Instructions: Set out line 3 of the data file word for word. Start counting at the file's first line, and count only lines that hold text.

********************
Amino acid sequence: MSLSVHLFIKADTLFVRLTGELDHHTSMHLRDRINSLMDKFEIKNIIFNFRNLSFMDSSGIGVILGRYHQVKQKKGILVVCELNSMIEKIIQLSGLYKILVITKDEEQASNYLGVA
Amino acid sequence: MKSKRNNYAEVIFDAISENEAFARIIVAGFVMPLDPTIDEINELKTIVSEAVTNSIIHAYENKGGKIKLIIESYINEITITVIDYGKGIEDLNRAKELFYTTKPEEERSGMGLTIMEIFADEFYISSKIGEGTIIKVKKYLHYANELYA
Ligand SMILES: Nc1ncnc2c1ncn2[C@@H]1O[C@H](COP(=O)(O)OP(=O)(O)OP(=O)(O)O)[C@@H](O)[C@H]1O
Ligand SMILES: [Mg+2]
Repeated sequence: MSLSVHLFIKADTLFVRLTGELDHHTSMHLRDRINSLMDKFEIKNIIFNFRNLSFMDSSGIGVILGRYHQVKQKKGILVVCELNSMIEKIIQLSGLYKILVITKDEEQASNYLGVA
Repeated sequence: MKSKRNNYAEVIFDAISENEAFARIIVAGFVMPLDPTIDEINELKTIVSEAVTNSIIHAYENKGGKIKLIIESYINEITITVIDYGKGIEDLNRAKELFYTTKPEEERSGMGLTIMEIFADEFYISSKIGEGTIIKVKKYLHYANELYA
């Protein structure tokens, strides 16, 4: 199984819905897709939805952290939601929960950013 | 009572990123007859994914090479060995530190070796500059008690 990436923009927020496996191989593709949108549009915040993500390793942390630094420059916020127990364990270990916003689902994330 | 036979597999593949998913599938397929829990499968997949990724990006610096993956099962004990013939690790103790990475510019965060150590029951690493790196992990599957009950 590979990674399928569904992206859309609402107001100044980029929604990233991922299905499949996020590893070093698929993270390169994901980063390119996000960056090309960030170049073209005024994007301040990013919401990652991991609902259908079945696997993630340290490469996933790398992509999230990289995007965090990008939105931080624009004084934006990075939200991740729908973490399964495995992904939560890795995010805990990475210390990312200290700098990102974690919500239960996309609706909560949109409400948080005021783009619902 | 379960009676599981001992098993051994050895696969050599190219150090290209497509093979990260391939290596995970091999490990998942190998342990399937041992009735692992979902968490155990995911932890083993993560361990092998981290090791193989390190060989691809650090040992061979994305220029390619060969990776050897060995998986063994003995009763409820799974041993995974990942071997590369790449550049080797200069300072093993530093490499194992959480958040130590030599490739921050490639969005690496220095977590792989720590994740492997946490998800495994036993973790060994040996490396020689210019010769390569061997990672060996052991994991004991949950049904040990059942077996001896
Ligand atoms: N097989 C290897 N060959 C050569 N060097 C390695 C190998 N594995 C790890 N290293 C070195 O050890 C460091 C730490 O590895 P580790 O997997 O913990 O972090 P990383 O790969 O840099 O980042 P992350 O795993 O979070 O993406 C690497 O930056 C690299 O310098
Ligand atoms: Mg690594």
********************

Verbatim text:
Ligand SMILES: Nc1ncnc2c1ncn2[C@@H]1O[C@H](COP(=O)(O)OP(=O)(O)OP(=O)(O)O)[C@@H](O)[C@H]1O